Pressure on the British energy market may ease somewhat next week. The weather is changing, and the wind is blowing harder, which means that wind farms can produce more electricity.
At the same time, a 724-kilometre-long power cable between Great Britain and Norway will be put into operation so that more power will be available from that side as well, and prices can fall somewhat.
Electricity prices in the United Kingdom have soared since a fire in a power cable between England and France made supplies from mainland Europe impossible. Coupled with the high gas price that affects all of Europe, this created problems for the British energy sector. Several small energy suppliers have already gone bankrupt because their customers had concluded contracts to purchase electricity and gas for a price that is below the current cost price.
Consumers will not be without power because there is an arrangement that other energy companies take over the customers. But due to the maximum rate that the British government imposes, it is hardly attractive for other energy companies to serve customers. The British government hopes to overcome this with cheap loans to energy companies.
At the same time, the power supply as a whole is also under pressure. There is currently sufficient capacity, but if power demand rises or something suddenly goes wrong at one of the UK’s power stations, power outages cannot be ruled out, experts say. The question is whether Norway can directly help with this. Due to a dry summer, the reservoirs in the country, which provide a large part of the electricity production, are not as full as in other years.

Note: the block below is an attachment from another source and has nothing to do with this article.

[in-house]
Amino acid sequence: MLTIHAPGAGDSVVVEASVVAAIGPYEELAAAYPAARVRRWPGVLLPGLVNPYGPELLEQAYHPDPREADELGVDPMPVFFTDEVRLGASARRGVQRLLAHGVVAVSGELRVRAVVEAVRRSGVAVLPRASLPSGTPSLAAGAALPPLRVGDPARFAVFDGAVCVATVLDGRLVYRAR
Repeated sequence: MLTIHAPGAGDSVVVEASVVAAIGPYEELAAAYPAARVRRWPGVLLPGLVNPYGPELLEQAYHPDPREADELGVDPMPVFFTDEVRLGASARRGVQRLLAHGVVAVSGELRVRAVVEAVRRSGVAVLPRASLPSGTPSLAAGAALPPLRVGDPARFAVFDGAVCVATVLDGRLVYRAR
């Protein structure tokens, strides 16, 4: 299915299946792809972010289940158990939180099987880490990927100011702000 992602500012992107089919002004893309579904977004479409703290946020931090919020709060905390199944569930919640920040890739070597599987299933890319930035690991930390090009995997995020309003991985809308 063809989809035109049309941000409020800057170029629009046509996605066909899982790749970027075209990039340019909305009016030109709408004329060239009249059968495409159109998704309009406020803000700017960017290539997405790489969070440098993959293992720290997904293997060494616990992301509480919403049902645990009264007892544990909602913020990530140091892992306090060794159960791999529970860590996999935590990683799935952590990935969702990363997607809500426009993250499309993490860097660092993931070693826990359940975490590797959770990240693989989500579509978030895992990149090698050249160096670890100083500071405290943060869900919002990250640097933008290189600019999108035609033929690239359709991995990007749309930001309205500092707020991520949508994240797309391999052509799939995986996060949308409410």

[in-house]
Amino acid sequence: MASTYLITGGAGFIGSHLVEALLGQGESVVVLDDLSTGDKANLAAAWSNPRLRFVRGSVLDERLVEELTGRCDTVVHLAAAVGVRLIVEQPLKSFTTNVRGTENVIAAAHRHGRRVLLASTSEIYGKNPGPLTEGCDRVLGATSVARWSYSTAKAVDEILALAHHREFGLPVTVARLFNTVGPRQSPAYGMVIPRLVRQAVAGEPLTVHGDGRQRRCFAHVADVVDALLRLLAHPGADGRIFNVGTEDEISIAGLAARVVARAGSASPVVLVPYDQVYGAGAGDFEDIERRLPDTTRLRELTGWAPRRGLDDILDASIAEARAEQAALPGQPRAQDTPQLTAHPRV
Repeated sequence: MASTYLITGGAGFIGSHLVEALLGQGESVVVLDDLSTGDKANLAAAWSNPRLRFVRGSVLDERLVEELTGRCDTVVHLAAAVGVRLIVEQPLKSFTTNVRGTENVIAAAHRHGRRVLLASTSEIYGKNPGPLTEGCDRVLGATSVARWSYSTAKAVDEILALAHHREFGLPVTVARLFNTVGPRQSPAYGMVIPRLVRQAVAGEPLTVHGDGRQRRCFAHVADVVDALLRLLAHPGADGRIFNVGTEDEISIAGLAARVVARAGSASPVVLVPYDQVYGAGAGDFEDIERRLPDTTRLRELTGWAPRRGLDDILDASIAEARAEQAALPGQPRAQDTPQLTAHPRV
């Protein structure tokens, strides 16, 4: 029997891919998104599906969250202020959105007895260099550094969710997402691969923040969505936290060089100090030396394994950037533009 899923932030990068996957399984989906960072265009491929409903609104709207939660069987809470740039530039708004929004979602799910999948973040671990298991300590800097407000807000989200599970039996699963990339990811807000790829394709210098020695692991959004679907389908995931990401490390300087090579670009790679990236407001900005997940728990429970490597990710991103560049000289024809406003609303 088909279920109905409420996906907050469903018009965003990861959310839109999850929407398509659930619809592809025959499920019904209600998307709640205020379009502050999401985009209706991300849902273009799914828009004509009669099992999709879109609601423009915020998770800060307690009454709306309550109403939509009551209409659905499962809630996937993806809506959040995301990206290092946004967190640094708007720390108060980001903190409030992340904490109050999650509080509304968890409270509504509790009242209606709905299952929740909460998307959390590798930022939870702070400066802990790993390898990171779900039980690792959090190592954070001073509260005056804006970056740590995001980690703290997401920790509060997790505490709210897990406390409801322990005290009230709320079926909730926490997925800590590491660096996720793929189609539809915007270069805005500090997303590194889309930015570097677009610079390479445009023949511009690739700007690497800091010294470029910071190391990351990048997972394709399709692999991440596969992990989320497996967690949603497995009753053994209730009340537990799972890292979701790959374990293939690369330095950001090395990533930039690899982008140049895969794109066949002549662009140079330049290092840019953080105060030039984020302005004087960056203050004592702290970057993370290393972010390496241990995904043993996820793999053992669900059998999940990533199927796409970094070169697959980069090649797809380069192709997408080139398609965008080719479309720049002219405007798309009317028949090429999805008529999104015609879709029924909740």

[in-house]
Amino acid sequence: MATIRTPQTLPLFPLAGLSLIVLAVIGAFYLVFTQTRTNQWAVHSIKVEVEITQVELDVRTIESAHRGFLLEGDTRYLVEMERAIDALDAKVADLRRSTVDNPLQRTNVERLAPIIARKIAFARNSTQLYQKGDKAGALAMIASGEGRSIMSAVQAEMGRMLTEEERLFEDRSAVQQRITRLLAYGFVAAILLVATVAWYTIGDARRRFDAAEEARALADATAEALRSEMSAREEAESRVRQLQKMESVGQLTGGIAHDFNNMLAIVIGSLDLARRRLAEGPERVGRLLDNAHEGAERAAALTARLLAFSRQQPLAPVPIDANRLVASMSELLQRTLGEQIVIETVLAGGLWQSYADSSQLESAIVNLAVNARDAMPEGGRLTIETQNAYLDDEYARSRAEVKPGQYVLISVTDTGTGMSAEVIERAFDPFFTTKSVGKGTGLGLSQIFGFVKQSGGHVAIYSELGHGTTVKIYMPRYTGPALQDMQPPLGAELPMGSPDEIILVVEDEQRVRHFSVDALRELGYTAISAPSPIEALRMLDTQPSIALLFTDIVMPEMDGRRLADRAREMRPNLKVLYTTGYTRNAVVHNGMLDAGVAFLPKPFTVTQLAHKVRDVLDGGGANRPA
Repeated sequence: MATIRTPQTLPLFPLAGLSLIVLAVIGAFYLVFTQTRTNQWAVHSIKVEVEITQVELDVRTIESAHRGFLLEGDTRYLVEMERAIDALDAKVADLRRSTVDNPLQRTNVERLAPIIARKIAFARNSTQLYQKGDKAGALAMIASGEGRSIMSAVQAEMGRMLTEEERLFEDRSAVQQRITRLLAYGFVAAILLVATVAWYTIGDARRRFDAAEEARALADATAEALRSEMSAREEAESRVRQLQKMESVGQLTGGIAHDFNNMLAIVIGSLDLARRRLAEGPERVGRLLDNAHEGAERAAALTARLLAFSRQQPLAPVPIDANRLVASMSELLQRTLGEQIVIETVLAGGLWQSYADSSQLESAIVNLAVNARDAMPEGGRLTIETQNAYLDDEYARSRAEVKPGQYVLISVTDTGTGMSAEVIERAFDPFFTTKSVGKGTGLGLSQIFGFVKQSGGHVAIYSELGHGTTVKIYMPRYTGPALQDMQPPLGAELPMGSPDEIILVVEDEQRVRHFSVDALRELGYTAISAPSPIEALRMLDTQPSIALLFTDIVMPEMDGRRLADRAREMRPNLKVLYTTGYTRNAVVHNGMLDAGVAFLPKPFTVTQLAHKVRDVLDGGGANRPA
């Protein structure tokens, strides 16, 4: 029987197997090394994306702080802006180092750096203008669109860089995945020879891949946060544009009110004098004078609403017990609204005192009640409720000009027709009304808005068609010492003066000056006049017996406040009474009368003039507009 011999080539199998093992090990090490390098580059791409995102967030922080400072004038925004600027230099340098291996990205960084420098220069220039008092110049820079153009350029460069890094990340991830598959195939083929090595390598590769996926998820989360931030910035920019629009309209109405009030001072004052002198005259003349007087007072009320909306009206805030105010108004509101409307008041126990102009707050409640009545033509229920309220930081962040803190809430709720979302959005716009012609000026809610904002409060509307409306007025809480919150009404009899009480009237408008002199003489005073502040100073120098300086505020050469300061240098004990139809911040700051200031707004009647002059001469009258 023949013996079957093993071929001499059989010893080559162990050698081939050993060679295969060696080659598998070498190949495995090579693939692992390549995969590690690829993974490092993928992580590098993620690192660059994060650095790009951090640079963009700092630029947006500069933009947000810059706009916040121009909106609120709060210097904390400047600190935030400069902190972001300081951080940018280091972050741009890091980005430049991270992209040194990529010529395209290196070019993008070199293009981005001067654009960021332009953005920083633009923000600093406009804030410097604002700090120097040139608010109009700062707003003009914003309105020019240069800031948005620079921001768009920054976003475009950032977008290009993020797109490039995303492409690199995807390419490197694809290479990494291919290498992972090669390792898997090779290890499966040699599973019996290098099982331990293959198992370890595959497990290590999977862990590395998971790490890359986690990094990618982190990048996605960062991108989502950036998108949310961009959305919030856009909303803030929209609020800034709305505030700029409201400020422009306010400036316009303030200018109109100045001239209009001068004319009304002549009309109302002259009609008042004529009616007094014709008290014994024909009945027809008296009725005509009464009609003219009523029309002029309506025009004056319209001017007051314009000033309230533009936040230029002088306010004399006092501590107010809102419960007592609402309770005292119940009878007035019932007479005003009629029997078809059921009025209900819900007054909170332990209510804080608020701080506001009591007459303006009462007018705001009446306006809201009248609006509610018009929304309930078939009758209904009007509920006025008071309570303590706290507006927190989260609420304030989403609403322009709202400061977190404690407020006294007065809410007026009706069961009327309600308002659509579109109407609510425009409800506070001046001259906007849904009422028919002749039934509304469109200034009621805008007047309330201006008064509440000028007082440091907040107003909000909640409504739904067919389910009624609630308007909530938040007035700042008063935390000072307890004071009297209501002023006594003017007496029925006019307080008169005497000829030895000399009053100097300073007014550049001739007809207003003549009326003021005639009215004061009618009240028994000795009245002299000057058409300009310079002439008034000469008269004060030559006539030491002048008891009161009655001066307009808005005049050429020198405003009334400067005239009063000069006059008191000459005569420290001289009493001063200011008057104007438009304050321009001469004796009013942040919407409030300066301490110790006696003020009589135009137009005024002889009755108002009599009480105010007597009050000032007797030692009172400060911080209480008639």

Due to the new cable, there is a good chance that Norwegians will export electricity to the United Kingdom instead of the rest of Europe. As a result, British electricity prices are expected to remain higher. For the Norwegians, it is, therefore, better to earn money from the export to the United Kingdom. Currently, a megawatt-hour of electricity on the British market costs just under 3000 pounds, which is about 3500 euros converted. In Norway, the same amount of electricity was worth just under 120 euros.